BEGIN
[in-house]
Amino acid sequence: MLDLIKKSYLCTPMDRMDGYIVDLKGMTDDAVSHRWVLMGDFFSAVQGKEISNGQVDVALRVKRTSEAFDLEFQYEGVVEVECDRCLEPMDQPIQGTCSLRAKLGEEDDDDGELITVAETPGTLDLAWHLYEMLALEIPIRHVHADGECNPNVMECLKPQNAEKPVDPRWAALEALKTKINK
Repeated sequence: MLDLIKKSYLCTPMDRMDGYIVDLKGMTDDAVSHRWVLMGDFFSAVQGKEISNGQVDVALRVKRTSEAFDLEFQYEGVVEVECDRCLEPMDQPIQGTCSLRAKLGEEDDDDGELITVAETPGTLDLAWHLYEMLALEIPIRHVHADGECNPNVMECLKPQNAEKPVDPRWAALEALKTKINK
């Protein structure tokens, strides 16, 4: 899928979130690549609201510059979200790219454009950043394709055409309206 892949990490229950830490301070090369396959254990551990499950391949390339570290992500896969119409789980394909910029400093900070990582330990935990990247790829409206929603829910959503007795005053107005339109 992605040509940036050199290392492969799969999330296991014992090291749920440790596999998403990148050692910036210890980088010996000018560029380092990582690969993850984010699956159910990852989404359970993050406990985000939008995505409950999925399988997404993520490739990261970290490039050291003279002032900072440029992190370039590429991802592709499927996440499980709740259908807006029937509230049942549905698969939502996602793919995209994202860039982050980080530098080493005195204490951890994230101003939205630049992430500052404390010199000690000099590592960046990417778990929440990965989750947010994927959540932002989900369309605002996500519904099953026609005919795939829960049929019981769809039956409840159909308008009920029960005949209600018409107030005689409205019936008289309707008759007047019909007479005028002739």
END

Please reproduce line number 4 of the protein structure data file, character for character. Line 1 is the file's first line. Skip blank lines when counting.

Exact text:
């Protein structure tokens, strides 16, 4: 899928979130690549609201510059979200790219454009950043394709055409309206 892949990490229950830490301070090369396959254990551990499950391949390339570290992500896969119409789980394909910029400093900070990582330990935990990247790829409206929603829910959503007795005053107005339109 992605040509940036050199290392492969799969999330296991014992090291749920440790596999998403990148050692910036210890980088010996000018560029380092990582690969993850984010699956159910990852989404359970993050406990985000939008995505409950999925399988997404993520490739990261970290490039050291003279002032900072440029992190370039590429991802592709499927996440499980709740259908807006029937509230049942549905698969939502996602793919995209994202860039982050980080530098080493005195204490951890994230101003939205630049992430500052404390010199000690000099590592960046990417778990929440990965989750947010994927959540932002989900369309605002996500519904099953026609005919795939829960049929019981769809039956409840159909308008009920029960005949209600018409107030005689409205019936008289309707008759007047019909007479005028002739």